While each staffing strategy is intended to provide companies or projects with the best employee at the right time, each niche and need necessitates a unique framework for determining the best solution.
The concept of an offshore worker dates back to the early days of globalization when manufacturers sought to relocate factories outside of the United States in order to reduce overhead, provide more affordable wages, and increase profit. When it comes to making things like cars, worker location isn’t as important because the offshore workers don’t need to interact with the home team.
In the technology industry, for example, offshore workers frequently receive the same information technology and software development tasks as in-house U.S. teams. Companies that want to implement talent augmentation strategies, on the other hand, may face new challenges. While “going offshore” can provide access to a growing talent pool and significant cost savings, it frequently causes noticeable difficulties when the offshore team and the in-house team are required to integrate and work as one company.
Here comes nearshore staffing. When offshore first emerged, it sought to address a single central issue: how to run a business with less overhead. Companies were not driven offshore due to a lack of local talent—but that is now the driving issue. It is estimated that there will soon be a shortage of 1.4 million software developers in the United States alone, but only 400,000 local software developer graduates for those roles. The nearshore strategy focuses on filling positions that could be filled by local workers but are difficult to find.
Nearshore, like offshore, seeks to supplement a company’s workforce with foreign-born employees. However, unlike offshore, nearshore aims to accomplish this with teammates from neighboring countries in North and South America—hence the term “near” shores. Nearshore was born strategically as a result of the changing nature of the work that augmented staff members are asked to do. As company integration became the norm, teammates with similar work perspectives, home cultures, time zones, and linguistic familiarity became more appealing.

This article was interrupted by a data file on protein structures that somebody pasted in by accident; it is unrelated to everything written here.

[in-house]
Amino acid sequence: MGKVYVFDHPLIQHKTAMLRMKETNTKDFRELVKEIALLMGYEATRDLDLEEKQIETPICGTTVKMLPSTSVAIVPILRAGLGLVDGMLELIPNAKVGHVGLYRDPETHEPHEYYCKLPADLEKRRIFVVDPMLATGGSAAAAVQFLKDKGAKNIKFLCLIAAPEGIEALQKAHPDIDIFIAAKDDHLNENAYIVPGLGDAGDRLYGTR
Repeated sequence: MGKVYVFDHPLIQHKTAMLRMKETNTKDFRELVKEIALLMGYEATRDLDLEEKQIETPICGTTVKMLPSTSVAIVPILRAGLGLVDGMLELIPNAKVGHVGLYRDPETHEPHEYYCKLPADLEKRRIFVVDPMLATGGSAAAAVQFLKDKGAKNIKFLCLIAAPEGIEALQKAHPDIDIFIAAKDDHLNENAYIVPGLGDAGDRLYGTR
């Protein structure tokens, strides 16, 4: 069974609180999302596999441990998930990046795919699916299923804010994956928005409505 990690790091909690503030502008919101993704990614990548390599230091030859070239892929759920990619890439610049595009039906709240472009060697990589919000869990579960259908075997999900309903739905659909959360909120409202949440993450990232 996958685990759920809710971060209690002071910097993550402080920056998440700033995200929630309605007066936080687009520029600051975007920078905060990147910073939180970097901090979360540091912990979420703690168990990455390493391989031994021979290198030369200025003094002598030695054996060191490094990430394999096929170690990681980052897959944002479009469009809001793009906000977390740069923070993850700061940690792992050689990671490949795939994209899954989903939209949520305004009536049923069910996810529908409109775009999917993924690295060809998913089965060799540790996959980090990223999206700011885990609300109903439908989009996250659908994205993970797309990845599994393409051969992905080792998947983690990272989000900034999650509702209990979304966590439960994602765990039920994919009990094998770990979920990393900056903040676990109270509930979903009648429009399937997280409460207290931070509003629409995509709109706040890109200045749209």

These straightforward metrics provide useful guidelines for businesses considering nearshore augmentation.
Will your augmented teammates collaborate with your in-house team? If your company requires live collaboration, nearshore—where teammates share at least a 3-5 hour work overlap per day—may be the best option. Offshore may be preferable if no overlap is required and a “night shift/day shift” working structure is ideal. Time zones can make nearshore or offshore teammates feel like cohesive “members” of your company rather than a seemingly invisible contractor. When making your decision, consider the impact you want this teammate to have and how visible you want them to be on your team.
Assume that your remote and local teams must interact on a continuous, collaborative, or iterative basis. In that case, communication will be crucial in determining which strategy to employ. Language, working style, and collaboration technology tools such as Slack can all be used to communicate. Nearshore teams typically share educational models with US teams and have a linguistic connection to North American teams. Offshore teams, on the other hand, have varying home cultures and educational standards. When deciding on a strategy, it is worthwhile to investigate the specifics of your needs as well as the standards of the target talent.
Last but not least, the cost of bolstering staff with one of these strategies. One significant advantage of nearshore teams over offshore teams is the lower cost per employee. However, depending on where you hire, this difference can be significant. Prices per hour for an offshore teammate, for example, can be quite low in less developed South Asian countries such as Pakistan or Bangladesh.
In India, for example, where the market is more competitive, this average rises. However, the average cost of workers for nearshore teams can rise depending on the skill level of the workers, as this region has a significant number of high-skill workers. Either option significantly reduces spending because many nearshore firms provide benefits and retirement plans so you don’t have to. Hiring offshore and nearshore can result in significant cost savings, but each has a cost-benefit balance.
Overall, great talent is distributed globally, and seeking out and hiring talent anywhere is a strategic advantage for any firm looking for the best and brightest. The question of ‘where’ to find talent becomes less important than the question of ‘how’ to integrate into your organization. It is a critical decision that businesses must approach with caution because it will have a significant impact on your company, its performance, and your bottom line. Because, at the end of the day, this talent represents your organization.